How Yahoo Picked a New Look For An 18-Year-Old Brand
Yahoo has refreshed its 18-year-old logo to match the nearly two-decade-old portal's ongoing makeover under CEO Marissa Mayer.
Capping a thirty-day campaign leading up to the official unveiling, Yahoo pinned the first major redesign of its logo since 1995 to the site's homepage early Thursday morning. But here's the punchline: the new logo was not among the 30 teased over the past month.
Created exclusively by Yahoo's in-house brand design group and product designers, the new logo retains much of its predecessor's qualities -- the purple, the exclamation point, the varying letter sizes meant to represent a yodel's sound waves -- but simultaneously modernizes it and applies a classical aesthetic.
"This represents a significant evolution of the logo," said Yahoo CMO Kathy Savitt, who joined the company in September of last year. She outlined how characteristics inherited from the old logo have been tweaked. The purple is "far richer, deeper." The exclamation point has taken on a slender, rounder shape and will animate for three seconds ("half a yodel," per Ms. Savitt) after someone initially navigates to a Yahoo site.
Yahoo SVP-brand creative Bob Stohrer said the design team's aim was to create a logo that was "sophisticated with a wink."
Those animations are not dissimilar from the Google Doodles of Ms. Mayer's former employer, but not static. "It might be an exclamation riding on a Segway, or riding on a pogo stick or swinging on a Tarzan vine. It's a hat tip to the traditional whimsy our users have loved and will continue to love," Ms. Savitt said.
But the starkest departure from Yahoo's old logo is the font. That should surprise no one who paid any attention to the ones Yahoo teased each day for the last thirty days. Those new logos were criticized for being little more than font changes and less impressive than the Doodles Google semi-regularly rolls out.
What Designers Are Saying
"Honestly some of them could have used a random font generator. There's not a lot of discipline behind what they're doing from a design perspective. You can tell different designers are involved in the making of them," said Kevin Farnham, CEO of design firm Method. Mr. Farnham designed the new logo's predecessor alongside Geoff Katz while the two worked as art director and executive creative director, respectively, at San Francisco-based digital agency Organic.
And Luke Wroblewski -- Yahoo's former chief design architect who worked on the 2009 tweak that changed the color of Mssrs. Farnham's and Katz's design from red to purple -- concurred with Mr. Farnham that a number of the 30-day campaign's candidates are throwaways. However both Mr. Farnham and Mr. Wroblewski agreed that Yahoo's outgoing logo was ready to retire.
While Ms. Savitt received questions about a potential logo redesign soon after joining Yahoo last year from Lockerz, the impetus for the refresh came after Yahoo redesigned its home page in February. Through the company's own customer service channels and on social networks it analyzed, people pointed out the old logo didn't fit with Yahoo products' new look. Yahoo then surveyed its 12,000-plus employees, 87% of whom responded that it was time for a new logo.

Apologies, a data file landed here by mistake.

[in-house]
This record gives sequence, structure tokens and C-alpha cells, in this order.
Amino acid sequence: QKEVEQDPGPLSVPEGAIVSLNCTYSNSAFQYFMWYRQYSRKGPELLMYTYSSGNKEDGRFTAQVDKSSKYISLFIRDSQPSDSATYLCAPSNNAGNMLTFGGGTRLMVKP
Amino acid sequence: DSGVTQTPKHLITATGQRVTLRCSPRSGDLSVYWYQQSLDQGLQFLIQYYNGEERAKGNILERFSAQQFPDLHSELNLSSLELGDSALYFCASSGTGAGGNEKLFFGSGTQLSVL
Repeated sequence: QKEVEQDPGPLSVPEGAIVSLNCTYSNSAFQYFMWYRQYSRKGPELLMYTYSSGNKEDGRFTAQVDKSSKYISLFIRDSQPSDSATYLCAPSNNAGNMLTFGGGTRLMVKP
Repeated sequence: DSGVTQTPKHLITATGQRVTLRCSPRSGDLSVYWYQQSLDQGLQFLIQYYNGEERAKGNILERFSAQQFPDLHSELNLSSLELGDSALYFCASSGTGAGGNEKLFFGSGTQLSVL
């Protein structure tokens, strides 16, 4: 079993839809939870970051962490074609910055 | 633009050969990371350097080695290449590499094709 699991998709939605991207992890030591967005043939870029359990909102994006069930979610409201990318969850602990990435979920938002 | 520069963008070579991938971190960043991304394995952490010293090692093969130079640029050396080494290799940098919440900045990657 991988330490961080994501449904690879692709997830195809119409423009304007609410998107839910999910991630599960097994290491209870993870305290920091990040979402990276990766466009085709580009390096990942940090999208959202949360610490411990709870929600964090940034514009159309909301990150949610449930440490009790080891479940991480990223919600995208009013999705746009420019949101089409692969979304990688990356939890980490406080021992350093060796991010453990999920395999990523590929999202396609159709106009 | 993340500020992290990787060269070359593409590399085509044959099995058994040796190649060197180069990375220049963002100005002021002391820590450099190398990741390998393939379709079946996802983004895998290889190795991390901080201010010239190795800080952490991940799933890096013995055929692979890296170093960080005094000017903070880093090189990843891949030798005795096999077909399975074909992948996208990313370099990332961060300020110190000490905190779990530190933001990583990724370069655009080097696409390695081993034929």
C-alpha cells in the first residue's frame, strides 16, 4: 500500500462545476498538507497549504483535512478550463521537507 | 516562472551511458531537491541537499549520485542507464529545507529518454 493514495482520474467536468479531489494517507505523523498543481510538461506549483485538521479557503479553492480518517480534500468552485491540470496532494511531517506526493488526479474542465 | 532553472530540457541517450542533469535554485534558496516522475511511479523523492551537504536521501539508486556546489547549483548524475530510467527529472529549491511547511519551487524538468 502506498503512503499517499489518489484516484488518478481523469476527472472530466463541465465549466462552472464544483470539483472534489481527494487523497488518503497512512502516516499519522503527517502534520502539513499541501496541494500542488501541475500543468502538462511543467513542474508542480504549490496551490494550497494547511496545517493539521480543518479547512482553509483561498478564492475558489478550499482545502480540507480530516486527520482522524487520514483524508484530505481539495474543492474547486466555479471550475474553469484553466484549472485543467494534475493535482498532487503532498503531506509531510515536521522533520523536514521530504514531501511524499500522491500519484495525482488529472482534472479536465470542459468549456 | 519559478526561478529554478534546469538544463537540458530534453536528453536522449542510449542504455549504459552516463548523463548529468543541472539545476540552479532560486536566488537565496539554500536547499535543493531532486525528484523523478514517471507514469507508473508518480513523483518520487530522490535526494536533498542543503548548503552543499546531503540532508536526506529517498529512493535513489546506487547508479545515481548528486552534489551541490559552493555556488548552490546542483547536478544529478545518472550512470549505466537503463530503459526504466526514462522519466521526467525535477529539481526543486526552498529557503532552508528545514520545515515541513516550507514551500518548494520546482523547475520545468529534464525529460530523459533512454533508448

The consensus may hold that a new Yahoo logo is in order, but that doesn't guarantee people will like the replacement. Mr. Wroblewski's Hot or Not-style polling app Polar solicited people on which they prefer between each day's new Yahoo logo and the old one and had tallied more than 115,000 votes as of midday Wednesday. Only one of the new logos -- Day 10 -- ousted the old one, and that new logo garnered more votes than the second and third most-favored new logos combined (neither of which received more votes than the old logo).
"Each of the typefaces surfaced [during the campaign] represented in some way a facet of the design principles we were testing as part of the original design thesis" to redesign the logo without discarding it entirely, Ms. Savitt said.
The new typeface is one unique to Yahoo. "We always knew that we wanted to develop our own proprietary font, and that this would be intellectual property that would come from Yahoo, from our design team," Ms. Savitt said. And so they did (though Yahoo's new font doesn't yet have its own name).
Despite the design world's ongoing "flat" trend propelled by the look of Apple's new mobile operating system, Yahoo went classical for its typeface. The font would look at home on the banner of renaissance-era jouster or a British soccer, er, football club. That could invoke the larger renaissance Ms. Mayer is trying to incite at Yahoo and reinforce the company's hope to become a solid business like it once was. "When you want to create an image of stability, for something to be taken seriously as a business, you tend to go toward more classical tropes," said Hunter Tura, president of Bruce Mau Design.
Said Ms. Savitt: "You'll notice a chisel to our logo that's very architectural. What we're saying is our logo is the foundation upon which our brand and products and user experience will continue to be built."
Yahoo will have to wait to see whether consumers, advertisers and shareholders get the message.